For patients in a hospital or other clinical facility, the experience can become bewildering. Patients often feel nervous and anxious, driven by fears about their health and a lack of knowledge about how things work in a healthcare setting. Patients can become overwhelmed in such an environment, unable to advocate for what they need.

A patient advocate greatly improves the situation. While some healthcare organizations employ people specifically as patient advocates, it’s often a responsibility that falls to nurses.

Nurses gain skills in patient advocacy through their academic preparations and on-the-job experience. In many situations, nurses are the only option for patient advocacy. It’s an increasingly important aspect of the job, especially as nurses deal with a more diverse patient population where language and cultural differences can create barriers between patients and clinicians.

What Is Patient Advocacy?

Patient advocacy helps give patients a voice in their own medical treatment and keeps them informed about the treatment and procedures provided. Patient advocates explain all that happens on the patient’s behalf. They also answer questions and walk them through potential treatment plans.

Patients advocates are “trusted allies” guiding patients through “the ever-changing, complex healthcare industry,” according to Proactive MD.  “A patient advocate is someone who serves as a singular point of contact for medical patients as they seek, receive, and manage healthcare services.”

Family members have often filled this role in the past. More recently, hospitals may employ professional patient advocates, especially in larger cities. Nonetheless, nurses typically have the most contact with patients. ideally positioned as patient advocates.

How Can Nurses Advocate for Patients?

Nurses advocate for patients in a variety of ways, improving the effectiveness of treatment and health outcomes. Active listening and proactive communication, for instance, reduce patient anxiety.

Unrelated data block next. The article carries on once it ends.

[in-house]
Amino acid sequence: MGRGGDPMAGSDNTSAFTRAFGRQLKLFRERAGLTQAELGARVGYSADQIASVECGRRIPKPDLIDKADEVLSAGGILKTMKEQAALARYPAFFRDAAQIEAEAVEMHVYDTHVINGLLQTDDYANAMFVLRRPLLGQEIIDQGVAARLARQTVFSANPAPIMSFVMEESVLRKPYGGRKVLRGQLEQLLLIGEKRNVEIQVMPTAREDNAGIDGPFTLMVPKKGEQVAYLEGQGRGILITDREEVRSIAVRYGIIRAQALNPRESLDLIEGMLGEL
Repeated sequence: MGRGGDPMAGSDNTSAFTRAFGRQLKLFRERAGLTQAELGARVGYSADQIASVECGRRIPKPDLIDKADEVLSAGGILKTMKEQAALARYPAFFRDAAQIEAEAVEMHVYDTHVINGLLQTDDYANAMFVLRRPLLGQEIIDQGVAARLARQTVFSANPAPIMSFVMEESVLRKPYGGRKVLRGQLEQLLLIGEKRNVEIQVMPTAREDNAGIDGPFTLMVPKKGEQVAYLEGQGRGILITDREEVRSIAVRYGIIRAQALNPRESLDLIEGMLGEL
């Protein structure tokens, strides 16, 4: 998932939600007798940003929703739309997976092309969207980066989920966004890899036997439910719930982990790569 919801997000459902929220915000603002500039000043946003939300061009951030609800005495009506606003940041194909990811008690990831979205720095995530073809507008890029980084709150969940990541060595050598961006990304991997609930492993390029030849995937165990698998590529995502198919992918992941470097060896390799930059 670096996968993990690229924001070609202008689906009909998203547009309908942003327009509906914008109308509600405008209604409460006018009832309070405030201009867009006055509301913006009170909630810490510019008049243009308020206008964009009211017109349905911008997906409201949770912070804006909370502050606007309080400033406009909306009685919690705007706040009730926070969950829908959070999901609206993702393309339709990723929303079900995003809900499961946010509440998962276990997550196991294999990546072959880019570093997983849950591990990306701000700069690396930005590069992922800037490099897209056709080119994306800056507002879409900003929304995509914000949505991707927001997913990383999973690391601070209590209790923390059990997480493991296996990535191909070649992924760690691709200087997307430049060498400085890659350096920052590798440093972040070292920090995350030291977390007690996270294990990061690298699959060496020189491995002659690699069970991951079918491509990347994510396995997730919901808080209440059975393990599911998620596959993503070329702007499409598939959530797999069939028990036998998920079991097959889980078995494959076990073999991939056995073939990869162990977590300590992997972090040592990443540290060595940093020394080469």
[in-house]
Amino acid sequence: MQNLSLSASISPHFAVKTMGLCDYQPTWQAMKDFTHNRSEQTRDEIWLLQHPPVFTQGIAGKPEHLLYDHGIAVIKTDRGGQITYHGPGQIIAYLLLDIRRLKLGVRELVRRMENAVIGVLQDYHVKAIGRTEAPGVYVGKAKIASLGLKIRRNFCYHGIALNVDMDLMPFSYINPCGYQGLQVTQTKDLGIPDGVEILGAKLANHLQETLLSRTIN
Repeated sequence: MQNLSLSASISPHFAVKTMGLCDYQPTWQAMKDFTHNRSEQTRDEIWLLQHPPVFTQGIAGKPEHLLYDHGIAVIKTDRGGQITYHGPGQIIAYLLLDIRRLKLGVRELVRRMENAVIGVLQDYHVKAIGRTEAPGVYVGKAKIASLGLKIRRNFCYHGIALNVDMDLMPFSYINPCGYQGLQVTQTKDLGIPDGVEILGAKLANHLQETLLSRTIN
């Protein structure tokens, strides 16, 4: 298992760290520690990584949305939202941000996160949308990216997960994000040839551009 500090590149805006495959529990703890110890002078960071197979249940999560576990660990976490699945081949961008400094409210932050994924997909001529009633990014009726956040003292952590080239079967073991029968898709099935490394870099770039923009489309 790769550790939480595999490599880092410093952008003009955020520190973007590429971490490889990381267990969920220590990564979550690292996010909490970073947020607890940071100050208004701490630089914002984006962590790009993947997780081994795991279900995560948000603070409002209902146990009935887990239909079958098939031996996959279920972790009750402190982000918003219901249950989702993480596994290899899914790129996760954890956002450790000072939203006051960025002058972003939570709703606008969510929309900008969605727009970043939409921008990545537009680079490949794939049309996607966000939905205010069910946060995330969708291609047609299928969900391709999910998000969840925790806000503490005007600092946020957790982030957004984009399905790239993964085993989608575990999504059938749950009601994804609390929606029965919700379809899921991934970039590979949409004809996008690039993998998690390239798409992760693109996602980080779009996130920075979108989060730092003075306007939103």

Research clearly shows the benefits of patient advocacy. For example, a study from the University of Cape Coast in Ghana cites research finding that the absence of a patient advocate has “negative consequences,” including worsening health complications and even death. Another study details the benefits of patient advocacy at all stages of cancer research.

By the very nature of their job, nurses already are patient advocates. Everything they do is patient-centered. By focusing on patient advocacy, they can become even more successful in supporting the best possible health outcomes for their patients. Nurses also provide guidance to case managers and social workers about the patients’ needs after they are discharged and return home. Such coordination between advocate and caseworker increases the patient’s ability to manage their health after treatment.

Some of the areas of patient advocacy include the following:


Because they have the most contact with patients, nurses field many questions. Through this process, they can educate patients on their condition and their treatment plan. This plays a significant role in giving patients a voice in their medical treatment. Nurses can also coach patients on better health choices they can make after leaving the medical facility.

Keep Team Informed

Keeping the medical team informed of situations involving patients can improve treatment. For example, patients with certain religious or cultural beliefs may require changes in dress, family visits, and meal plans. Also, nurses can provide guidance to case managers and social workers about the patients’ needs after they are discharged and return home. As we’ve discussed, this increases successful after-care health management.

Protect Patients’ Rights

Many patients, lost in the confusion of stressful moments, may not advocate for themselves. Nurses can help guide them through decisions and remind them of their rights as a patent. This often involves communicating with a family member, as well.

Provide Resources

This is important in all medical settings, but especially community clinics and hospitals. Guiding patients to resources that help them with finances and specialized care is an invaluable gift that nurses can give. This can range from telling them about less expensive options for prescribed drugs to healthcare programs offered for free through community clinics.

While not a formal part of the job in many medical facilities, nurses become patient advocates by the very nature of what they do. They can make a difference in a patients’ experience and have a significant impact on their health outcomes, even after they leave the medical facility.